FORUM WATCH EDITORIAL
On September 30th at 4:00 pm, the Albemarle County Planning Commission has scheduled a “worksession” where the development community will present their perspective on the changes to Planned Development review of site plans and subdivisions. I fully anticipate the PC will get an earful about this overreaching concept.
Usually, I would steer clear of such a wonkish topic this early in the process but Albemarle County’s Planning Commission knee jerk over reaction is inappropriate and may be on questionable legal grounds.
Today as an applicant works their way through the byzantine planned development rezoning process, Albemarle County requires a significant level of detail. These details include open space requirements, stream buffers, common areas, grading, utility locations etc. Based on our cursory review of other localities, requiring such a high level of detail is unusual at the rezoning stage.
Choices and decisions regarding the project must be made as these plans are moving forward. Often there is little room for change once all the regulatory issues and proffered items are included in the plan.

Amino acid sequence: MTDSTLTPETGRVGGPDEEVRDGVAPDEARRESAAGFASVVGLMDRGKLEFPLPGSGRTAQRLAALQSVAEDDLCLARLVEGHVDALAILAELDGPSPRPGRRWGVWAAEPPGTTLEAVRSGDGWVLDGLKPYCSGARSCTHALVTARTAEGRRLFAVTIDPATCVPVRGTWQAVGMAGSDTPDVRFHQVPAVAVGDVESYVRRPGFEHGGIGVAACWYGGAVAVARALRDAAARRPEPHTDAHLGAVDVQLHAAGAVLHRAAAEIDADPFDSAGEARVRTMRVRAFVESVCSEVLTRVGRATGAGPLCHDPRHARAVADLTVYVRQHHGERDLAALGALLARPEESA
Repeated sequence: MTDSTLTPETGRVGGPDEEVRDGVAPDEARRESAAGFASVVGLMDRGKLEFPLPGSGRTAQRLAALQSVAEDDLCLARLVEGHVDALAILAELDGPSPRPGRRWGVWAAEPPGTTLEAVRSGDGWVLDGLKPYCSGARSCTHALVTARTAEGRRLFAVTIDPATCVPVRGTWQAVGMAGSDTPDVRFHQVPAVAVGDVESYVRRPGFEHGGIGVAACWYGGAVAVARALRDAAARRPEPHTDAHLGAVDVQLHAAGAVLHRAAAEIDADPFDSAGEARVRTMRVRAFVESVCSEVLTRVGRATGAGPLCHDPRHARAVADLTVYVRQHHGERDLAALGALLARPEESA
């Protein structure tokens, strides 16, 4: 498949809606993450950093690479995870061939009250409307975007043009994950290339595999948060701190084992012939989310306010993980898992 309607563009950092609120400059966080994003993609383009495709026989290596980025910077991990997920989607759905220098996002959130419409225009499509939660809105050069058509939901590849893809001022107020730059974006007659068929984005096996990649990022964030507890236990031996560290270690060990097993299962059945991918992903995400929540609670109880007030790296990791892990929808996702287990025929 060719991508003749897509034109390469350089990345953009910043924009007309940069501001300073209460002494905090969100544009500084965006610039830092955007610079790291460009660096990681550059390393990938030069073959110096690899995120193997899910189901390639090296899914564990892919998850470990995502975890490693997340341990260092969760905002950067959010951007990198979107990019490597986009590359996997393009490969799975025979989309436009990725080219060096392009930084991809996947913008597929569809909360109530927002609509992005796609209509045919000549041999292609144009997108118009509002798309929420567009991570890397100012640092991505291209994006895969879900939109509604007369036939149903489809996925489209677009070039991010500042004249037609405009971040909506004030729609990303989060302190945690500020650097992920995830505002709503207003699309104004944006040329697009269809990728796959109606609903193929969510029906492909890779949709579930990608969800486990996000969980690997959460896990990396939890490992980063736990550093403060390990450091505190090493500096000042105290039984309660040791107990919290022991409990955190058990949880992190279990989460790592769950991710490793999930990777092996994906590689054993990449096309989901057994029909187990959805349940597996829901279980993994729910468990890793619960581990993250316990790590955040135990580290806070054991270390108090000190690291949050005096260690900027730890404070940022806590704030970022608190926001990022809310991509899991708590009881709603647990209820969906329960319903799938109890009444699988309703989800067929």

In drawing up the plans, designers work under the current development ordinances and ensure that all demands of these ordinances have been met or exceeded. Albemarle County’s Planning Commission does not believe this is good enough. They are seeking to have all planned development projects site plans and subdivisions reviewed under zoning regulations in effect at the time of submittal, unless the applicant can prove to staff that they have been in “diligent pursuit of the approval”.
The Free Enterprise Forum believes this violates a key conceptual element of zoning philosophy – that the zoning goes with the land. Effectively it creates an expiration date on the application plan unless the applicant can prove otherwise.
In evaluating any change in zoning the Planning Commission and the Board of Supervisors must review the proposed project in the context of the community and the location of the proposal, regardless of whether it is built next year or in ten years.
If after the rezoning approval the government then conditions the approval to the “diligent pursuit” of the project, questions whether the governing body should have granted approval in the first place. In addition by placing this burden of proof on the applicant, it will likely foster an unhealthy relationship between the regulatory staff and the applicant.
Clearly if it is in Albemarle County’s best interest to see highly detailed (and expensive) plans at the point of rezoning, it should drop this ill conceived concept of rezoning expiration dates.